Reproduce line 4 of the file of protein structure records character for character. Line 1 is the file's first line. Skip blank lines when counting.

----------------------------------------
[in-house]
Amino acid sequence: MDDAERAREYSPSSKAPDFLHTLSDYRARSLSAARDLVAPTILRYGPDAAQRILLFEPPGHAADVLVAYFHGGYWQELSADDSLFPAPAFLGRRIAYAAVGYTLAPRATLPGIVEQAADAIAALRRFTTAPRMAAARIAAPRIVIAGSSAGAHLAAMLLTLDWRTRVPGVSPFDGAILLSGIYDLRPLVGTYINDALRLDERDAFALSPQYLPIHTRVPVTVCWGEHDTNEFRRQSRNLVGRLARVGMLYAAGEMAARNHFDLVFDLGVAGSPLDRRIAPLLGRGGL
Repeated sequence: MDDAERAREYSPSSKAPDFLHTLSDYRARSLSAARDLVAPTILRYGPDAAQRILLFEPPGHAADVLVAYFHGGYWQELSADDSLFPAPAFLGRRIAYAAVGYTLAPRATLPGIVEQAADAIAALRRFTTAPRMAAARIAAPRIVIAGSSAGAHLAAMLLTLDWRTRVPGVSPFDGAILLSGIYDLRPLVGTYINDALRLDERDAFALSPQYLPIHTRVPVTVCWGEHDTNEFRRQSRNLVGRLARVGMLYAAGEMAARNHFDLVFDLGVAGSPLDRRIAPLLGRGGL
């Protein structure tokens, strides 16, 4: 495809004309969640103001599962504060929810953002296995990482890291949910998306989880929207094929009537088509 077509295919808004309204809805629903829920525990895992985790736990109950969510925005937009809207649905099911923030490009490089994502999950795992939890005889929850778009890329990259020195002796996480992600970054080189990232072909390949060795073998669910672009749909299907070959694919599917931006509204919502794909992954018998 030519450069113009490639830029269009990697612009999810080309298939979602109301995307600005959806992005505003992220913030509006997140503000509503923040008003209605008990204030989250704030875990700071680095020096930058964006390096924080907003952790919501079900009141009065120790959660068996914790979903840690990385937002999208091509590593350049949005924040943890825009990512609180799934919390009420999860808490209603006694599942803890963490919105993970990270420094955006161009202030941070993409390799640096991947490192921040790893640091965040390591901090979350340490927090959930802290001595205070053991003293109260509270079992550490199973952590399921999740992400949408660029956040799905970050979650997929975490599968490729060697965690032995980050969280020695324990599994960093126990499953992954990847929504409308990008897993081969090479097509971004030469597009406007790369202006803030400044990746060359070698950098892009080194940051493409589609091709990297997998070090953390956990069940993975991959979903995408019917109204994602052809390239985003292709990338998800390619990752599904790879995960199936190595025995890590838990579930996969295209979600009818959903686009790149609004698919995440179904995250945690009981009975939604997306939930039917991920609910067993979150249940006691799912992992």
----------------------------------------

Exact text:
């Protein structure tokens, strides 16, 4: 495809004309969640103001599962504060929810953002296995990482890291949910998306989880929207094929009537088509 077509295919808004309204809805629903829920525990895992985790736990109950969510925005937009809207649905099911923030490009490089994502999950795992939890005889929850778009890329990259020195002796996480992600970054080189990232072909390949060795073998669910672009749909299907070959694919599917931006509204919502794909992954018998 030519450069113009490639830029269009990697612009999810080309298939979602109301995307600005959806992005505003992220913030509006997140503000509503923040008003209605008990204030989250704030875990700071680095020096930058964006390096924080907003952790919501079900009141009065120790959660068996914790979903840690990385937002999208091509590593350049949005924040943890825009990512609180799934919390009420999860808490209603006694599942803890963490919105993970990270420094955006161009202030941070993409390799640096991947490192921040790893640091965040390591901090979350340490927090959930802290001595205070053991003293109260509270079992550490199973952590399921999740992400949408660029956040799905970050979650997929975490599968490729060697965690032995980050969280020695324990599994960093126990499953992954990847929504409308990008897993081969090479097509971004030469597009406007790369202006803030400044990746060359070698950098892009080194940051493409589609091709990297997998070090953390956990069940993975991959979903995408019917109204994602052809390239985003292709990338998800390619990752599904790879995960199936190595025995890590838990579930996969295209979600009818959903686009790149609004698919995440179904995250945690009981009975939604997306939930039917991920609910067993979150249940006691799912992992």